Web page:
The “Truthiness” about Math and Science

Some of you may have seen the article in today’s NY Times, “Study Compares States’ Math and Science Scores With Other Countries'”, about a recent research report that compares 8th graders’ math and science prowess in the 50 U.S. states against that of 8th graders in other countries.

The report, titled “Chance Favors the Prepared Mind: Mathematics and Science Indicators for Preparing States and Nations,” was produced by the American Institutes for Research. It argues that math and science skills are critical to our global economic competitiveness, and that policy-makers need to know the state of our education pipeline in order to enact reform.

The good news? Apparently even our lowest-performing states do better in math and science than most other countries included in the comparison, besting those such as Norway and Israel. And the bad news? Even the top states like Massachusetts and Connecticut placed way behind our international economic competitors, which include Japan, Singapore, Korea, and China.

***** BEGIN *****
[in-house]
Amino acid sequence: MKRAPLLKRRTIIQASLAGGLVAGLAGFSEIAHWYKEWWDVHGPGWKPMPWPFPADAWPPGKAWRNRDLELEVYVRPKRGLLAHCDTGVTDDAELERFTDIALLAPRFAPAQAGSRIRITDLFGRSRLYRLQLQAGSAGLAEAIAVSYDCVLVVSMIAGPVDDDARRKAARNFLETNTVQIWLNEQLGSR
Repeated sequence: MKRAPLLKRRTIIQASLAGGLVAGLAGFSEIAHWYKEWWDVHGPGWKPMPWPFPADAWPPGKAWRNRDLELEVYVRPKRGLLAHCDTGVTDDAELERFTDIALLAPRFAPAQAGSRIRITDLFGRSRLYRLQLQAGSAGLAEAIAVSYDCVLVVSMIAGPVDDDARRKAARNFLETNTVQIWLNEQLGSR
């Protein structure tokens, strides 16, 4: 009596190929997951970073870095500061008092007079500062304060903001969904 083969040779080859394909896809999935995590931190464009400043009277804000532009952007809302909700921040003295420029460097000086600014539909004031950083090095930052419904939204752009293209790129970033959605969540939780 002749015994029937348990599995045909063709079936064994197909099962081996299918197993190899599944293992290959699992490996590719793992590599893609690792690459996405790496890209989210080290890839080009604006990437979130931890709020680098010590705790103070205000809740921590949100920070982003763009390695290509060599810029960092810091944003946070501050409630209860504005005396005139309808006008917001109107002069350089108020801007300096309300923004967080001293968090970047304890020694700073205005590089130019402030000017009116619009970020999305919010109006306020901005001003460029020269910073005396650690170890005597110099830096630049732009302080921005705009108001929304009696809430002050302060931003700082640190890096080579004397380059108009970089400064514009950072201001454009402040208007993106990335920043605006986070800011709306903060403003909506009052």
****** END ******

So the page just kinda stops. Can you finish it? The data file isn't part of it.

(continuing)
Doing better than most countries in math and science might seem good enough, but it isn’t good enough when a few choice countries are doing it better. As the report states, “To meet the demands of the future, a larger proportion of our workforce must have the problem-solving and critical-thinking skills to compete in a technologically sophisticated and global environment.”

The report also mentioned some rather startling statistics about America’s adult population from the National Science Foundation and the National Center for Education Statistics:

Two-thirds of U.S. adults do not understand DNA, “margin of error,” the scientific process, and do not believe in evolution.
Half do not know how long it takes the earth to go around the sun, and a quarter does not even know that the earth goes around the sun.
Half think humans coexisted with dinosaurs and believe antibiotics kill viruses.
Half believe in extrasensory perception and faith healing.
Forty percent believe in haunted houses and demonic possession.
A third believes in lucky numbers, ghosts, telepathy, clairvoyance, astrology, and that UFOs are aliens from space.
A quarter believes in witches and that we can communicate with the dead.
Seventy-eight percent cannot explain how to compute the interest paid on a loan.
Seventy-one percent cannot calculate miles per gallon on a trip.
Fifty-eight percent cannot calculate a 10% tip for a lunch bill.

(I can see how there’s a potential correlation between playing your lucky numbers on the lottery and not being able to calculate the interest on your mortgage.)

Competing globally is important. Growing our population of innovating scientists, engineers, and technologists is critical. Creating a nation of grown-ups who embrace the importance of math and science is fundamental.

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